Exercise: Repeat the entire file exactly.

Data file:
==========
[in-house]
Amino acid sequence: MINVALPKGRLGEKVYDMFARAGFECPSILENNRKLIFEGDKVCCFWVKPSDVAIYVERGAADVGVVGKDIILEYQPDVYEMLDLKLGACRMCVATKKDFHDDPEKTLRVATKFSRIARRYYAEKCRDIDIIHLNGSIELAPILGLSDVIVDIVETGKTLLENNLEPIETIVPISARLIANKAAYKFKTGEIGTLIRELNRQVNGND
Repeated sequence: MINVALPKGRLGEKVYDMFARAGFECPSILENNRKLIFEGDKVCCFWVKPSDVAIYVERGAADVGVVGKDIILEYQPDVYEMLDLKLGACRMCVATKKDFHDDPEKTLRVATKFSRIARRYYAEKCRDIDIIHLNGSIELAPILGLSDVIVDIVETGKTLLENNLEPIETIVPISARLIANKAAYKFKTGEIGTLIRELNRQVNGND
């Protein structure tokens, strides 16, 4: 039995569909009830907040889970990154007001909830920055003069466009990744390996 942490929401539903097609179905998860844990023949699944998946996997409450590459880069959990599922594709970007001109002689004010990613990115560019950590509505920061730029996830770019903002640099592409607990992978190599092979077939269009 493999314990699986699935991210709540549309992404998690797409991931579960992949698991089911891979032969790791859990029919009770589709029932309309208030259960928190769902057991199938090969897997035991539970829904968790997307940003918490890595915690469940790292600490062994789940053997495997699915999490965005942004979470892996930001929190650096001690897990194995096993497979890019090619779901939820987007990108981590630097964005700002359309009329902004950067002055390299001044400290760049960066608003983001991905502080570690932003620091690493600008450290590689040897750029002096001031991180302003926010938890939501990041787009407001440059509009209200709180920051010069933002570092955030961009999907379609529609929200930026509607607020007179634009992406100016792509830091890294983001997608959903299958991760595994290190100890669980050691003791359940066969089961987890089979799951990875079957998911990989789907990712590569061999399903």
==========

[in-house]
Amino acid sequence: MINVALPKGRLGEKVYDMFARAGFECPSILENNRKLIFEGDKVCCFWVKPSDVAIYVERGAADVGVVGKDIILEYQPDVYEMLDLKLGACRMCVATKKDFHDDPEKTLRVATKFSRIARRYYAEKCRDIDIIHLNGSIELAPILGLSDVIVDIVETGKTLLENNLEPIETIVPISARLIANKAAYKFKTGEIGTLIRELNRQVNGND
Repeated sequence: MINVALPKGRLGEKVYDMFARAGFECPSILENNRKLIFEGDKVCCFWVKPSDVAIYVERGAADVGVVGKDIILEYQPDVYEMLDLKLGACRMCVATKKDFHDDPEKTLRVATKFSRIARRYYAEKCRDIDIIHLNGSIELAPILGLSDVIVDIVETGKTLLENNLEPIETIVPISARLIANKAAYKFKTGEIGTLIRELNRQVNGND
């Protein structure tokens, strides 16, 4: 039995569909009830907040889970990154007001909830920055003069466009990744390996 942490929401539903097609179905998860844990023949699944998946996997409450590459880069959990599922594709970007001109002689004010990613990115560019950590509505920061730029996830770019903002640099592409607990992978190599092979077939269009 493999314990699986699935991210709540549309992404998690797409991931579960992949698991089911891979032969790791859990029919009770589709029932309309208030259960928190769902057991199938090969897997035991539970829904968790997307940003918490890595915690469940790292600490062994789940053997495997699915999490965005942004979470892996930001929190650096001690897990194995096993497979890019090619779901939820987007990108981590630097964005700002359309009329902004950067002055390299001044400290760049960066608003983001991905502080570690932003620091690493600008450290590689040897750029002096001031991180302003926010938890939501990041787009407001440059509009209200709180920051010069933002570092955030961009999907379609529609929200930026509607607020007179634009992406100016792509830091890294983001997608959903299958991760595994290190100890669980050691003791359940066969089961987890089979799951990875079957998911990989789907990712590569061999399903």